Effects of domestic violence on preterm birth and low birth weight

Academic Article

Abstract

  • Background. Domestic violence is increasingly recognized as a potentially modifiable risk factor for adverse pregnancy outcomes. This study was conducted to evaluate the relationship between abuse during pregnancy or within the last year and low birth weight and preterm birth. Methods. From 1997 to 2001, 3149 low income, relatively low-risk pregnant women (82% African-American) participated in this prospective study. The Abuse Assessment Screen, a validated screening tool, which assesses emotional, physical or sexual abuse, injuries due to physical abuse and physical abuse in the index pregnancy, was filled out by 3103 women. Results. Of the women screened, 26.6% reported emotional abuse, 18.7% reported physical abuse in the past year and 10.3% women reported being beaten, bruised, threatened with a weapon or being permanently injured. Abuse during pregnancy was reported by 5.9% of the women. Low birth weight and preterm birth occurred in 10.9% and 10.2% of the pregnant women, respectively. Logistic regression analyzes indicated that injury due to physical abuse within the past year was significantly associated with both preterm birth [adjusted odds ratio (AOR) = 1.6, 95% confidence interval (CI) = 1.1-2.3] and low birth weight (AOR = 1.8, 95% CI = 1.3-2.5) after adjusting for other covariates. The mean birth weight of infants born to women who were injured due to physical abuse was significantly lower (-75.2 g, p = 0.04) than the mean birth weight of infants of women who were not injured. Conclusion. These results indicate that in our population, injuries resulting from physical abuse are associated with both low birth weight and preterm birth. © Acta Obstet Gynecol Scand.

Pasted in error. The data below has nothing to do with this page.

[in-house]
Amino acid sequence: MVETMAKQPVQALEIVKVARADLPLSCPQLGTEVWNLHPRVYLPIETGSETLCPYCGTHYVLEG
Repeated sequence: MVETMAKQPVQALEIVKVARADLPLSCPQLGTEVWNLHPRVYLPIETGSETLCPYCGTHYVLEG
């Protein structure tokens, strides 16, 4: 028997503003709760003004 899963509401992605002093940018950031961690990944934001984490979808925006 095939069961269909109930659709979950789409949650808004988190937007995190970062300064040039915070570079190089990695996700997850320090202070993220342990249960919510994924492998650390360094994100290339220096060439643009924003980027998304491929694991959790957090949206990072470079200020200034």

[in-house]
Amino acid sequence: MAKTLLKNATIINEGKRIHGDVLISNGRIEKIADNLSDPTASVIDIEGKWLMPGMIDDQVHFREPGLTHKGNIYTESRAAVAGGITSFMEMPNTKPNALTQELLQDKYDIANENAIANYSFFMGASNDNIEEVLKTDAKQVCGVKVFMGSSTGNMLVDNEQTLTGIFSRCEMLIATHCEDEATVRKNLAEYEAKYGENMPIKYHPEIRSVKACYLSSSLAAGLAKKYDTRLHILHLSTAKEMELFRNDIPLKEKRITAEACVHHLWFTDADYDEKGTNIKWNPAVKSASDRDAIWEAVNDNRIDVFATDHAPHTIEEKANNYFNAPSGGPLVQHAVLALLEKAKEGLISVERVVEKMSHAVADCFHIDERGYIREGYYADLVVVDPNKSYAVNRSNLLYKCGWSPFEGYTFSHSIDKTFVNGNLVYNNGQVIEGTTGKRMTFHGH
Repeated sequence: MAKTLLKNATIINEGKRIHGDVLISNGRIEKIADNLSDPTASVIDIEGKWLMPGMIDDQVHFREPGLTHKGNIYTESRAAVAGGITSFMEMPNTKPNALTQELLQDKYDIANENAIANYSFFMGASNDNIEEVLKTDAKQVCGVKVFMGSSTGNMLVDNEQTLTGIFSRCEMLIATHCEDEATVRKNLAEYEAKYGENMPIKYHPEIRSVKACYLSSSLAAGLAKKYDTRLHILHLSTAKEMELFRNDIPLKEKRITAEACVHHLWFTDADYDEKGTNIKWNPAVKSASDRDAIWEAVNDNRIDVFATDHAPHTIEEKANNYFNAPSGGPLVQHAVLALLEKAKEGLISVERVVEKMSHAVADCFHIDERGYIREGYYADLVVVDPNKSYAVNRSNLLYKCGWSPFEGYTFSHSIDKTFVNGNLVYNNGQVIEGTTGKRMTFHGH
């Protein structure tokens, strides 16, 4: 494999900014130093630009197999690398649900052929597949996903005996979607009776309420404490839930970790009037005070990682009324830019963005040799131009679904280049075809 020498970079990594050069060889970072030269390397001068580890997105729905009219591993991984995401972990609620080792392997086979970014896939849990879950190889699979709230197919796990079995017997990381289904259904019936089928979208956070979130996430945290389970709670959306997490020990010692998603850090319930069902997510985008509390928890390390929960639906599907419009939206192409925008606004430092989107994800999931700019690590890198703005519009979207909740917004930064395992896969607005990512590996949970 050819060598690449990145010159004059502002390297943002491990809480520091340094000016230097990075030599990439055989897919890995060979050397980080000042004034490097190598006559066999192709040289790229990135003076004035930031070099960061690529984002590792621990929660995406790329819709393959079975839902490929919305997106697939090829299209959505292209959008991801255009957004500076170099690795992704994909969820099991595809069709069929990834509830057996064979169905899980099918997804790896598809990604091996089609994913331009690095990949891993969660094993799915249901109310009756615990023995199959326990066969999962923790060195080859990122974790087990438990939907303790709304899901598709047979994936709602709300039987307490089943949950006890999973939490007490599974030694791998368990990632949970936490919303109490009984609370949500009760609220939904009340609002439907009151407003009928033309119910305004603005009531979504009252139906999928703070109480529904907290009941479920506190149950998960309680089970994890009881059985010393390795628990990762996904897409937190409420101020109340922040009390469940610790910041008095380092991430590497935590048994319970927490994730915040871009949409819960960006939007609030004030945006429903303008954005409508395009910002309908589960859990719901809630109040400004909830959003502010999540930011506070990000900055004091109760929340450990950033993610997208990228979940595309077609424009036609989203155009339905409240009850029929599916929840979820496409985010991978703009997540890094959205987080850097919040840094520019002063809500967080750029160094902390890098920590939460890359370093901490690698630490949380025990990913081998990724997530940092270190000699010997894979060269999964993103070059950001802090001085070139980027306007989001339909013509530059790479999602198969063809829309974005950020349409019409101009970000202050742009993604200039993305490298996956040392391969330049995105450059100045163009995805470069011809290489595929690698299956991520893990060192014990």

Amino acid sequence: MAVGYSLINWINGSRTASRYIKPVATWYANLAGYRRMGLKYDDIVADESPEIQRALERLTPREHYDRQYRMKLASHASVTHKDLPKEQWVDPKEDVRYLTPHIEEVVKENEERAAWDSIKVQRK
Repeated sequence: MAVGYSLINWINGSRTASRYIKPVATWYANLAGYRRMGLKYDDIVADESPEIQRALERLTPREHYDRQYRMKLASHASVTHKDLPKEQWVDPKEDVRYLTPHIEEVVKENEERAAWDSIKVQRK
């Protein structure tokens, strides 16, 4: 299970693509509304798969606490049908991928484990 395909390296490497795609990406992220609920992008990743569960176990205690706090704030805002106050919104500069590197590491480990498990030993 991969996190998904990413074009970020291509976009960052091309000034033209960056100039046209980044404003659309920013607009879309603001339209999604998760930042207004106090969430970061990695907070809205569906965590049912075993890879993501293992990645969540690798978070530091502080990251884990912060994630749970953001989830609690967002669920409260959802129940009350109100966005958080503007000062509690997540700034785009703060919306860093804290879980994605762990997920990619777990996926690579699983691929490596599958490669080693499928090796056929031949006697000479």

• Authors

    Digital Object Identifier (doi)

    Author List

  • Neggers Y; Goldenberg R; Cliver S; Hauth J
  • Start Page

  • 455
  • End Page

  • 460
  • Volume

  • 83
  • Issue

  • 5